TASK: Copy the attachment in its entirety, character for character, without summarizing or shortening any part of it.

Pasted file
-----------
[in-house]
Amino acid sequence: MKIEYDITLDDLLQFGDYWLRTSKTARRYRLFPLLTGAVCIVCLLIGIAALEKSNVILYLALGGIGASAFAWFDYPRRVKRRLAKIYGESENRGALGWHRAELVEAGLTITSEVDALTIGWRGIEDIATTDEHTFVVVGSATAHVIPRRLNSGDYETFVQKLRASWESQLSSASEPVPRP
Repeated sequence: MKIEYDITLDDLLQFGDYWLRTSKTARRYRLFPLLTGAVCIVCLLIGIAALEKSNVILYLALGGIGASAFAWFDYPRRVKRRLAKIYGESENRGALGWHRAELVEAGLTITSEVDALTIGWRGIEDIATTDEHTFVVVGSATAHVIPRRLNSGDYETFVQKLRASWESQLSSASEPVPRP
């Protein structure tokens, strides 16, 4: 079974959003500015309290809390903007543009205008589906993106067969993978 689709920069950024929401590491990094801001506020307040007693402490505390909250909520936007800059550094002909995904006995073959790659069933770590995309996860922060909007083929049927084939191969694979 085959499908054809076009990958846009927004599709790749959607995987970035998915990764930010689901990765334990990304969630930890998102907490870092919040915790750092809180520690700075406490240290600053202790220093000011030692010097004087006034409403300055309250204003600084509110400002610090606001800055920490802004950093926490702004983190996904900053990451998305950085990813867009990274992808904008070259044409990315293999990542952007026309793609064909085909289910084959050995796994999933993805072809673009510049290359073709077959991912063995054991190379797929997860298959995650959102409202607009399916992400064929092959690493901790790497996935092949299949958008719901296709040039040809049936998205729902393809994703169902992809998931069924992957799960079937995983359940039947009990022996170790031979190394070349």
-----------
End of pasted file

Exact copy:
[in-house]
Amino acid sequence: MKIEYDITLDDLLQFGDYWLRTSKTARRYRLFPLLTGAVCIVCLLIGIAALEKSNVILYLALGGIGASAFAWFDYPRRVKRRLAKIYGESENRGALGWHRAELVEAGLTITSEVDALTIGWRGIEDIATTDEHTFVVVGSATAHVIPRRLNSGDYETFVQKLRASWESQLSSASEPVPRP
Repeated sequence: MKIEYDITLDDLLQFGDYWLRTSKTARRYRLFPLLTGAVCIVCLLIGIAALEKSNVILYLALGGIGASAFAWFDYPRRVKRRLAKIYGESENRGALGWHRAELVEAGLTITSEVDALTIGWRGIEDIATTDEHTFVVVGSATAHVIPRRLNSGDYETFVQKLRASWESQLSSASEPVPRP
């Protein structure tokens, strides 16, 4: 079974959003500015309290809390903007543009205008589906993106067969993978 689709920069950024929401590491990094801001506020307040007693402490505390909250909520936007800059550094002909995904006995073959790659069933770590995309996860922060909007083929049927084939191969694979 085959499908054809076009990958846009927004599709790749959607995987970035998915990764930010689901990765334990990304969630930890998102907490870092919040915790750092809180520690700075406490240290600053202790220093000011030692010097004087006034409403300055309250204003600084509110400002610090606001800055920490802004950093926490702004983190996904900053990451998305950085990813867009990274992808904008070259044409990315293999990542952007026309793609064909085909289910084959050995796994999933993805072809673009510049290359073709077959991912063995054991190379797929997860298959995650959102409202607009399916992400064929092959690493901790790497996935092949299949958008719901296709040039040809049936998205729902393809994703169902992809998931069924992957799960079937995983359940039947009990022996170790031979190394070349």